Material Behavior
at ORAU Workforce Solutions

Date Posted: 12/23/2018

Opportunity Description

Computational Mechanics of Materials Advisor: SE Schoenfeld Key words: computational mechanics. mechanics of materials, solid mechanics, material modeling, constitutive modeling, strength of materials Computational Mechanics of Materials is an area of increasing importance in the conceptual development and design of engineering systems. High-performance systems are becoming more effective at lighter weight and increasingly dependent on subtle, yet significant (from a performance metric) material behavior that is truly rooted in the complex behavior of mesoscale material features and their interactions. To complicate this issue, the small- (meso-) scale mechanical properties of materials are often severely anisotropic, governed by the kinematics of slip, twinning, and cleavage for many crystallographic species; and the extension and rearrangement of long complex molecular chains for many amorphous materials. Further, features such as relative volume fractions, phase morphology, and interface properties have become paramount in defining the bulk mechanical behavior of materials, and the efficiency and effectiveness engineering systems. Research is needed in the development of both theoretical and computational models that account for mesoscale effects during large deformation and fracture of single and multiphase metals, ceramics, and polymers under high rates of loading.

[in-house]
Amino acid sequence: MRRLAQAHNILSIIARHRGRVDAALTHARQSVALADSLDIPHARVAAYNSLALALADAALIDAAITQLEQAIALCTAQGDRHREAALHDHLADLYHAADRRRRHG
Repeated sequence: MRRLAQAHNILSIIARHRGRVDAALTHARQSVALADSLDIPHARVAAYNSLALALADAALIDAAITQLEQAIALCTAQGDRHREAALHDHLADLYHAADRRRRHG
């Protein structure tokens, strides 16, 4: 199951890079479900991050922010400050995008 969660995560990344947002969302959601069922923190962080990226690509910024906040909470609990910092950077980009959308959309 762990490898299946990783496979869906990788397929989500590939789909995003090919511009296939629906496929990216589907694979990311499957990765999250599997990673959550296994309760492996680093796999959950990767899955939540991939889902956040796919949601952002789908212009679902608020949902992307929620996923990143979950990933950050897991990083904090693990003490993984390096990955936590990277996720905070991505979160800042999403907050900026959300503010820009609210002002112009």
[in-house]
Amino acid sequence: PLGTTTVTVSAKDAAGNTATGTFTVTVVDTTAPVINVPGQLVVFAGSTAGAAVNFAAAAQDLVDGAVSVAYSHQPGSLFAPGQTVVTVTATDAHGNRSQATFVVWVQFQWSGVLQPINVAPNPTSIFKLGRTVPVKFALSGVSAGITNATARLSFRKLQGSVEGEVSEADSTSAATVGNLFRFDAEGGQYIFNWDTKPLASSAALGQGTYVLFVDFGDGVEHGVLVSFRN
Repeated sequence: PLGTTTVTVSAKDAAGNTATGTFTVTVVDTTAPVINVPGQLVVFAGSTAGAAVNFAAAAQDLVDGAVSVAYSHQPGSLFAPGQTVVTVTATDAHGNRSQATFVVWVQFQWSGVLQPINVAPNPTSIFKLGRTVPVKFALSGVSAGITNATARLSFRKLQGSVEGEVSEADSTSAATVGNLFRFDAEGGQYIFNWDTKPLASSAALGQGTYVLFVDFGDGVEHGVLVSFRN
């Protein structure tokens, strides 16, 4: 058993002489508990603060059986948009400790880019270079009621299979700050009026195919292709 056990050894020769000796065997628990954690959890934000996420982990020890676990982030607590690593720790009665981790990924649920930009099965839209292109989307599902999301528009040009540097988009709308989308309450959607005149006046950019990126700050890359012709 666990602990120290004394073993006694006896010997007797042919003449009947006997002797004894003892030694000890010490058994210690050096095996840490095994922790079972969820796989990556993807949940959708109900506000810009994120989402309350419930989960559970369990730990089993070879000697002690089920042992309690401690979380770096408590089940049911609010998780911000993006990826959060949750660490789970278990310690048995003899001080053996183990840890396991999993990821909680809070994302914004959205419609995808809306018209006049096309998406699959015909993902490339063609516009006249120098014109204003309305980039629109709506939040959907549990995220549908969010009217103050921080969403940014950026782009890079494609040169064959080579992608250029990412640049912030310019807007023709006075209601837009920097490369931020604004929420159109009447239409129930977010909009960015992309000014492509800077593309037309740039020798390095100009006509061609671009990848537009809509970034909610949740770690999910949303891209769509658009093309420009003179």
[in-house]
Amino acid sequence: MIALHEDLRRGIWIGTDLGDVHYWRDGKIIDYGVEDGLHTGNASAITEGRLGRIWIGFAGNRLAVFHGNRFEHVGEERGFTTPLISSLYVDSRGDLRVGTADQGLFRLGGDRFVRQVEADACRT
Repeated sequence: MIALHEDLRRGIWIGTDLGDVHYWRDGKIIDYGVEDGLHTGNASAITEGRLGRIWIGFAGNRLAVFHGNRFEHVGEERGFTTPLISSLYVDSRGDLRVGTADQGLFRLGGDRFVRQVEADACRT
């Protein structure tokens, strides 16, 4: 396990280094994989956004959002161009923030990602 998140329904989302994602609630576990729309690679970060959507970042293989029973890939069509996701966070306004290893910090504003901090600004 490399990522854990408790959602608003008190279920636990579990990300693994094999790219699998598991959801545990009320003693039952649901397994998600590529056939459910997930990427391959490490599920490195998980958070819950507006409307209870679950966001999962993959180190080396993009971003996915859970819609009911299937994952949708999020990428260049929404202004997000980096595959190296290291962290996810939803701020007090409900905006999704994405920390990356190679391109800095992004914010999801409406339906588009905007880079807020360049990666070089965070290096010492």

Opportunity Snapshot

About Us

Oak Ridge Associated Universities (ORAU) administers Science, Technology, Engineering and Mathematics (STEM) research participation programs for civilians such as:

The U.S. Army Research Laboratory (ARL) Research Associateship Program (RAP) allow Postdoctoral Fellows, Journeyman Fellows (undergraduate and graduates students and recent graduates), Senior Researchers, and Summer Faculty engage in research initiatives of their own choice, that are compatible with the interests of the government and will potentially contribute to the general effort of the ARL. Scientists and engineers at ARL help shape and execute the Army's program for meeting the challenge of developing technologies that will support Army forces in meeting future operational needs.

Research opportunities include, but are not limited to the following disciplines: Aerospace Engineering, Anthropology, Archeology, Biology, Biochemistry, Biological Engineering, Biomechanical Engineering, Biomedical Engineering, Chemical Engineering, Chemistry, Computer Science, Computer Engineering, Electrical Engineering, Environmental Health Risk Assessment, Environmental Science, Entomology, Epidemiology, Ergonomics, Geology, Health Education Mechanical Engineering, Materials Science, Mathematics, Nanotechnology, Photonics, Physics, Public Health Economics, Public Health Policy, and more.

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